The young doctor had been ambivalent about the war when he first showed up in Vietnam. But he could no longer humor the anti-war protestors he knew. Yes, combat was inhumane, and atrocities happened on both sides, especially during the heat of battle. But he didn't see the communists as "freedom fighters" or "revolutionaries" like the crowd back in San Francisco. To him the communists were savages who terrorized civilians ...

It was another young A-10 pilot, Air Force Captain Brandon Kelly of Cairo, Georgia, a forward air controller on the ground in Iraq, one of the most dangerous jobs there, who told me about Bury Us Upside Down, which was not reviewed prominently. Capt. Kelly told me that to fully understand what motivated people like him, I had to read this book.

"Protests against the war spawned ideologies ... everything about Vietnam had to be rejected. The result was a shunning of this excellent book. Fashionable journals declined to review it," writes former Defense Secretary James Schlesinger in the preface to a reissue of Bing West's The Village (1972). While the battle in Mark Bowden's Black Hawk Down (1999) lasted a day, and the one in Harold Moore's and Joe Galloway's We Were Soldiers Once...and Young (1992) lasted three days, The Village is about a Marine squad that fought in the same place for 495 days. Half of them died, seven out of 15.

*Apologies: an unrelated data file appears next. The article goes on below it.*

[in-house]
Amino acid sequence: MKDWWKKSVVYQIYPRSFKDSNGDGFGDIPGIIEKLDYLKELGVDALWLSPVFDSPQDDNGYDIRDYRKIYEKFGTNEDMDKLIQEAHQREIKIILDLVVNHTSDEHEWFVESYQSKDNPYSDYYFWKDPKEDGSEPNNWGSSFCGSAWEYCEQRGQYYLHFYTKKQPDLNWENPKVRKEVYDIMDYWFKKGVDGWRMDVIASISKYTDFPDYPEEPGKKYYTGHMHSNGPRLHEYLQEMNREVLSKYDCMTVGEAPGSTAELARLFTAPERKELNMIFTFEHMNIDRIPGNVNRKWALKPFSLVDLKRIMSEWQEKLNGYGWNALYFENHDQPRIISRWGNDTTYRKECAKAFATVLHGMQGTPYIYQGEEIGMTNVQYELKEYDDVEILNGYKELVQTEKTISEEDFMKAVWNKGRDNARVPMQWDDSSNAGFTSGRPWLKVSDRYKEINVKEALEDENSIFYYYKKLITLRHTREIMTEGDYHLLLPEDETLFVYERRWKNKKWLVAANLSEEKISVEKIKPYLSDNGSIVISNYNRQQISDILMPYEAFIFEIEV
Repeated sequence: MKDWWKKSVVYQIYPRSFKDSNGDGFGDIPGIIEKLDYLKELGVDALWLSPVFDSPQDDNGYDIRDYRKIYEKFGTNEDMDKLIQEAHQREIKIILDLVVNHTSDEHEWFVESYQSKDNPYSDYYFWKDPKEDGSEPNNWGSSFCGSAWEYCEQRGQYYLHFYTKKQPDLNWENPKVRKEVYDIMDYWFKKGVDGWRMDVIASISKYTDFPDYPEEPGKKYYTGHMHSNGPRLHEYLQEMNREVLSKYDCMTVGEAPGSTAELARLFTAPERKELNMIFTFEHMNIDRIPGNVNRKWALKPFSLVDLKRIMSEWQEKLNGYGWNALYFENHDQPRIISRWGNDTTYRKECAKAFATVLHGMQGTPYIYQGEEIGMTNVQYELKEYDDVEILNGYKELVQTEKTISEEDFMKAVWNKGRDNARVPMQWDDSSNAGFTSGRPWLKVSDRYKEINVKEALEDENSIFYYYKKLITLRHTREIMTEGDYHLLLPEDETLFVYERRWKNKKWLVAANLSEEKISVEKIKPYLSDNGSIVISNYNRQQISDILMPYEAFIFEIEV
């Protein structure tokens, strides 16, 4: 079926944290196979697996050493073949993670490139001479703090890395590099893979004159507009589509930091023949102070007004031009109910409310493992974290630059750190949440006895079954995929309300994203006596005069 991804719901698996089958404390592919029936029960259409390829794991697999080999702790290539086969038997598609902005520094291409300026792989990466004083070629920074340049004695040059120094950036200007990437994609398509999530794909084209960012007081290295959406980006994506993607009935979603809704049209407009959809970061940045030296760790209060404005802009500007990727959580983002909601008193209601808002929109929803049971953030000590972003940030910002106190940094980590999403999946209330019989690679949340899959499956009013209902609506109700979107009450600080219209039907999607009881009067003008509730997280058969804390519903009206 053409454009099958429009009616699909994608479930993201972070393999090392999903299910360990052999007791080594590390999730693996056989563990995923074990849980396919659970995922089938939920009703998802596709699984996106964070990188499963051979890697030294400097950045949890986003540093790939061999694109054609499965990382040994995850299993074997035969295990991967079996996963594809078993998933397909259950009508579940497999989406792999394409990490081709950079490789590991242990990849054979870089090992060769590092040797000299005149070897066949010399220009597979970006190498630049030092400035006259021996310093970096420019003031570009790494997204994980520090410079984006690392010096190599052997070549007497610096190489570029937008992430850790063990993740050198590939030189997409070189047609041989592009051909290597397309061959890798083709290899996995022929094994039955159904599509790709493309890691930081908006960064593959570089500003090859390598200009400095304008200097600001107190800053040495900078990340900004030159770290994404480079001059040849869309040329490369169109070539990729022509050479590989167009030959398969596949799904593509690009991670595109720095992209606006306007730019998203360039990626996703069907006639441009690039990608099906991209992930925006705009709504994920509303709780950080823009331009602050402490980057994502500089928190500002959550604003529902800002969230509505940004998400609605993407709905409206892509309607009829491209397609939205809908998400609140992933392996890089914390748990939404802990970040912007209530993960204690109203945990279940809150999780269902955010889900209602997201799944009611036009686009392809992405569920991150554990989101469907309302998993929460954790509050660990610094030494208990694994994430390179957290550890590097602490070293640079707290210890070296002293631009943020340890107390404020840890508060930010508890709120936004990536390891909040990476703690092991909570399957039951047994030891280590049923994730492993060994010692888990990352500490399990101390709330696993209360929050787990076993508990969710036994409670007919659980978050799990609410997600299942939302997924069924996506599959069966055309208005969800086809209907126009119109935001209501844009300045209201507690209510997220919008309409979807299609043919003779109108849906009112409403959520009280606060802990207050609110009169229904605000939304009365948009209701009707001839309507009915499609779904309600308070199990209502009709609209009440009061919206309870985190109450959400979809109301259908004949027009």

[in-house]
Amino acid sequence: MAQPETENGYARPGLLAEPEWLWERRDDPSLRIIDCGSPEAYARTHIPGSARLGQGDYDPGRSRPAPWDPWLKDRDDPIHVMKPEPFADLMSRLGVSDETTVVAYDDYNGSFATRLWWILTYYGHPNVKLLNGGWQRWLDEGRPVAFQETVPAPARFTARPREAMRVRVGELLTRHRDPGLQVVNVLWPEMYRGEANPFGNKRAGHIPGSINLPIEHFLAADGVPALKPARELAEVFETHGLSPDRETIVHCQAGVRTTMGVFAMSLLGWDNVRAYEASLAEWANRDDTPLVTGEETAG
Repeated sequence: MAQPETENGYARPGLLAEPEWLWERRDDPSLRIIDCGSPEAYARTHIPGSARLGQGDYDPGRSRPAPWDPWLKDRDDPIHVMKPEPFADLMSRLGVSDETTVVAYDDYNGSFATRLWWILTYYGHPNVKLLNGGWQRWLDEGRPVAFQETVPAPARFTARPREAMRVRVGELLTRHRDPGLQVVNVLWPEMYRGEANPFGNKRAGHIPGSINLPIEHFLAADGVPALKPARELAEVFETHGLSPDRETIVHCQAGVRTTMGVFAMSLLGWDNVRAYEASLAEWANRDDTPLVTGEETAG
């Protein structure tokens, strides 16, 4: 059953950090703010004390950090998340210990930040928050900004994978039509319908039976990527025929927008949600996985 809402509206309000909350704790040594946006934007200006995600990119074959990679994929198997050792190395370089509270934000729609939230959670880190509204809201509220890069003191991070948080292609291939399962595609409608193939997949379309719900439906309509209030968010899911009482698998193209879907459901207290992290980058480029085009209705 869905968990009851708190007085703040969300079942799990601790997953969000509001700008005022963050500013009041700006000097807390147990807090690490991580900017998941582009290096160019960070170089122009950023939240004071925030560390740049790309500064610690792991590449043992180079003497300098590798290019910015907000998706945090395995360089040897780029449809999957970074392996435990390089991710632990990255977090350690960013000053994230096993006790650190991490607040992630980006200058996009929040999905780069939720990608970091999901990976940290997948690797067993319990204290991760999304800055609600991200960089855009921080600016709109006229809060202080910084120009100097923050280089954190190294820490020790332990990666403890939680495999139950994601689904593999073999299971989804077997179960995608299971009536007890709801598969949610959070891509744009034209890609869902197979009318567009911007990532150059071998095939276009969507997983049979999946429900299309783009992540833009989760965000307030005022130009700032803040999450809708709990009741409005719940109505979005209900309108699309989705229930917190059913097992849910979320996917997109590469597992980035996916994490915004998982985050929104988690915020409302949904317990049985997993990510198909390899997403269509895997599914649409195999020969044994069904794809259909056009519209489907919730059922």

All of them had volunteered to go to "the village," a job they knew would likely get them killed. Their reason? As the commanding sergeant tells the author: "you have a sense of independence down here. There's no ... paperwork. You're always in contact with the Viet Cong. You know you have a job to do. You go out at night and you do it." And so, these marines left their base camp, with its "canvas cots, solid bunkers ... ice cream and endless guard rosters, and went to live with some Vietnamese ... "